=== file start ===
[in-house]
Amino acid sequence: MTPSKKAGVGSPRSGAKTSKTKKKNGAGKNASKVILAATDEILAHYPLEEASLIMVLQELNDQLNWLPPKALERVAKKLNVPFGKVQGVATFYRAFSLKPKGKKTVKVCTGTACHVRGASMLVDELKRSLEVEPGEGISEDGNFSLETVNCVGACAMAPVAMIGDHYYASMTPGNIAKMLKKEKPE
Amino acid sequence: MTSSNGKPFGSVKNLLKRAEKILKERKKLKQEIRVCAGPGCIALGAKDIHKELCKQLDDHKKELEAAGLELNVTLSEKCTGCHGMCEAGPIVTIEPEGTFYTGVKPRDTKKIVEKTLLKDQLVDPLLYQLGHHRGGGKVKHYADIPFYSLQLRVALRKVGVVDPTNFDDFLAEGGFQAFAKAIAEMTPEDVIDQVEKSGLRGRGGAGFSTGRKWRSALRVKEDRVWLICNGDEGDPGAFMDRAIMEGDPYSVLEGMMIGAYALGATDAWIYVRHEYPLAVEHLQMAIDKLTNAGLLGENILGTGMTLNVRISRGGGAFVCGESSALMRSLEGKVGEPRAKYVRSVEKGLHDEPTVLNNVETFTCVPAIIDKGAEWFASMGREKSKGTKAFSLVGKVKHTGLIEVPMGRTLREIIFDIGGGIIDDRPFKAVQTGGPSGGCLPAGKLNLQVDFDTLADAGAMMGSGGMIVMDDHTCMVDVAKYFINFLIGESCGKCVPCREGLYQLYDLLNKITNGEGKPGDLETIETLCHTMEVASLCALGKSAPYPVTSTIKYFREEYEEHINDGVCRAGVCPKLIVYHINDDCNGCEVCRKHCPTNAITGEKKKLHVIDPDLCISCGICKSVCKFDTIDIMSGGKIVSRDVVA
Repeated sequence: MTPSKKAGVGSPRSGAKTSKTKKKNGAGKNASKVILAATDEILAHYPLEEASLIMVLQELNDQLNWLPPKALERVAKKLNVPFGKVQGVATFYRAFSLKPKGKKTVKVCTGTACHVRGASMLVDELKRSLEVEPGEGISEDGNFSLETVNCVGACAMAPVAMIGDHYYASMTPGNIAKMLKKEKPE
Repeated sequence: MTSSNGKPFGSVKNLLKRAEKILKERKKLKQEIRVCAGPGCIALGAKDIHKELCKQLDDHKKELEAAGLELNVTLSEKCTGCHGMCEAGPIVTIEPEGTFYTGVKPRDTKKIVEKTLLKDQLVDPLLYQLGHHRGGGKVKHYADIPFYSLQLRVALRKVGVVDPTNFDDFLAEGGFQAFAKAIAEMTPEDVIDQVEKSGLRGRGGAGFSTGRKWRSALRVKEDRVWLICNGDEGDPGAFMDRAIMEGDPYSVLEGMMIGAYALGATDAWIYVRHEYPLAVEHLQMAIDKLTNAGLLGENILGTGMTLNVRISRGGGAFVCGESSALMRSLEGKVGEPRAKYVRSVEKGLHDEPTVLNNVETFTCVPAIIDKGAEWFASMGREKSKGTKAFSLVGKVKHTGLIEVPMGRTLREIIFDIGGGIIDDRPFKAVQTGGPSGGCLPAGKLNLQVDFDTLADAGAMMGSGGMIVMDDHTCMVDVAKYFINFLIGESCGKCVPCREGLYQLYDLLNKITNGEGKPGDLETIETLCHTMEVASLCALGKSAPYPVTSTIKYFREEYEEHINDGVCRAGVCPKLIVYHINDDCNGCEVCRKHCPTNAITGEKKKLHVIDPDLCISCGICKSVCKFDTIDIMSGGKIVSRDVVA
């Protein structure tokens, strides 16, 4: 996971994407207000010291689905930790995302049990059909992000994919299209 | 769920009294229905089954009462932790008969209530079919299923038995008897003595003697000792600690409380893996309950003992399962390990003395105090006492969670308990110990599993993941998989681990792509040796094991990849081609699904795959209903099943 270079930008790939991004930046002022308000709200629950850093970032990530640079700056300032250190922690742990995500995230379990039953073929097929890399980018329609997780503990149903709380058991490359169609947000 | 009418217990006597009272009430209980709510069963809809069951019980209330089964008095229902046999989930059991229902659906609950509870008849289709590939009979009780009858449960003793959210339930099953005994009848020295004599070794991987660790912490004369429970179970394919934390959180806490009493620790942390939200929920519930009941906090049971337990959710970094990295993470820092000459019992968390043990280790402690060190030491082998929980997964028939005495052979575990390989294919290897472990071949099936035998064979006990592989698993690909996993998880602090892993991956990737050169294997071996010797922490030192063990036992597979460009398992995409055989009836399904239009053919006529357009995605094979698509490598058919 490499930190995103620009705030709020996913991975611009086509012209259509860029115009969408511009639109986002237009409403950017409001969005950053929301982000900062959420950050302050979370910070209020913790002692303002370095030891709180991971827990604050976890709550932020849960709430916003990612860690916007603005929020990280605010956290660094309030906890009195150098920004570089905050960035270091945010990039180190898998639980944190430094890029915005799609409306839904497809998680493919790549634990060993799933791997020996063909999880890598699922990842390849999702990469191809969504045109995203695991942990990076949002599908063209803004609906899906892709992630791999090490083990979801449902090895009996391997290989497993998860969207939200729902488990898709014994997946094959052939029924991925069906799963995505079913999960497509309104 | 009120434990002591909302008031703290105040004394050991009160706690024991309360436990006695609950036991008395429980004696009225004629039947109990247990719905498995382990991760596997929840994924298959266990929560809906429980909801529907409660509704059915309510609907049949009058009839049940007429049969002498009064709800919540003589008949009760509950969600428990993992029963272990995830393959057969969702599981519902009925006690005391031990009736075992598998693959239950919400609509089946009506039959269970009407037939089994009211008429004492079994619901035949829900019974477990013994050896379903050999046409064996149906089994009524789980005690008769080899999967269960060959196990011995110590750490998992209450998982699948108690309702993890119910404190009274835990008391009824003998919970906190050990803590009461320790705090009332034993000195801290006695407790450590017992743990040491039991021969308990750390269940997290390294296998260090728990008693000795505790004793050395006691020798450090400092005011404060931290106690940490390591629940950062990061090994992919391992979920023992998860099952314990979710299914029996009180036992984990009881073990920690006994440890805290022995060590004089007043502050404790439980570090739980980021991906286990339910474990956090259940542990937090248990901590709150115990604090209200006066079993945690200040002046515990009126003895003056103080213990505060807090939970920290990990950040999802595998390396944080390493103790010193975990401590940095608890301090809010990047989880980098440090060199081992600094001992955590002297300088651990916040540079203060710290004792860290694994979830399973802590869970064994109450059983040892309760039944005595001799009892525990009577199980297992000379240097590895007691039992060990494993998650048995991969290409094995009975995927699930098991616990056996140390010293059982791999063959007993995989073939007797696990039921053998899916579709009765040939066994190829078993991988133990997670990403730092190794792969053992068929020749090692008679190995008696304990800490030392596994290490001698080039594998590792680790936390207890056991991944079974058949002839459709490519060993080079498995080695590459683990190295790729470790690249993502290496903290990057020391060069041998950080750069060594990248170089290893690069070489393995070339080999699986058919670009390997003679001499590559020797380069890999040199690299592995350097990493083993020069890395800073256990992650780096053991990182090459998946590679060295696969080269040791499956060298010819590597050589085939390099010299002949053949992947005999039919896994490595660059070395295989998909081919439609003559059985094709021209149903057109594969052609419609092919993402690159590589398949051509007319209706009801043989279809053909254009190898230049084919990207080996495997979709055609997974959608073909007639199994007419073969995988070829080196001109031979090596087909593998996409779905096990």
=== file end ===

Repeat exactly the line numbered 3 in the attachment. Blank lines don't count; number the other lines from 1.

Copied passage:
Amino acid sequence: MTSSNGKPFGSVKNLLKRAEKILKERKKLKQEIRVCAGPGCIALGAKDIHKELCKQLDDHKKELEAAGLELNVTLSEKCTGCHGMCEAGPIVTIEPEGTFYTGVKPRDTKKIVEKTLLKDQLVDPLLYQLGHHRGGGKVKHYADIPFYSLQLRVALRKVGVVDPTNFDDFLAEGGFQAFAKAIAEMTPEDVIDQVEKSGLRGRGGAGFSTGRKWRSALRVKEDRVWLICNGDEGDPGAFMDRAIMEGDPYSVLEGMMIGAYALGATDAWIYVRHEYPLAVEHLQMAIDKLTNAGLLGENILGTGMTLNVRISRGGGAFVCGESSALMRSLEGKVGEPRAKYVRSVEKGLHDEPTVLNNVETFTCVPAIIDKGAEWFASMGREKSKGTKAFSLVGKVKHTGLIEVPMGRTLREIIFDIGGGIIDDRPFKAVQTGGPSGGCLPAGKLNLQVDFDTLADAGAMMGSGGMIVMDDHTCMVDVAKYFINFLIGESCGKCVPCREGLYQLYDLLNKITNGEGKPGDLETIETLCHTMEVASLCALGKSAPYPVTSTIKYFREEYEEHINDGVCRAGVCPKLIVYHINDDCNGCEVCRKHCPTNAITGEKKKLHVIDPDLCISCGICKSVCKFDTIDIMSGGKIVSRDVVA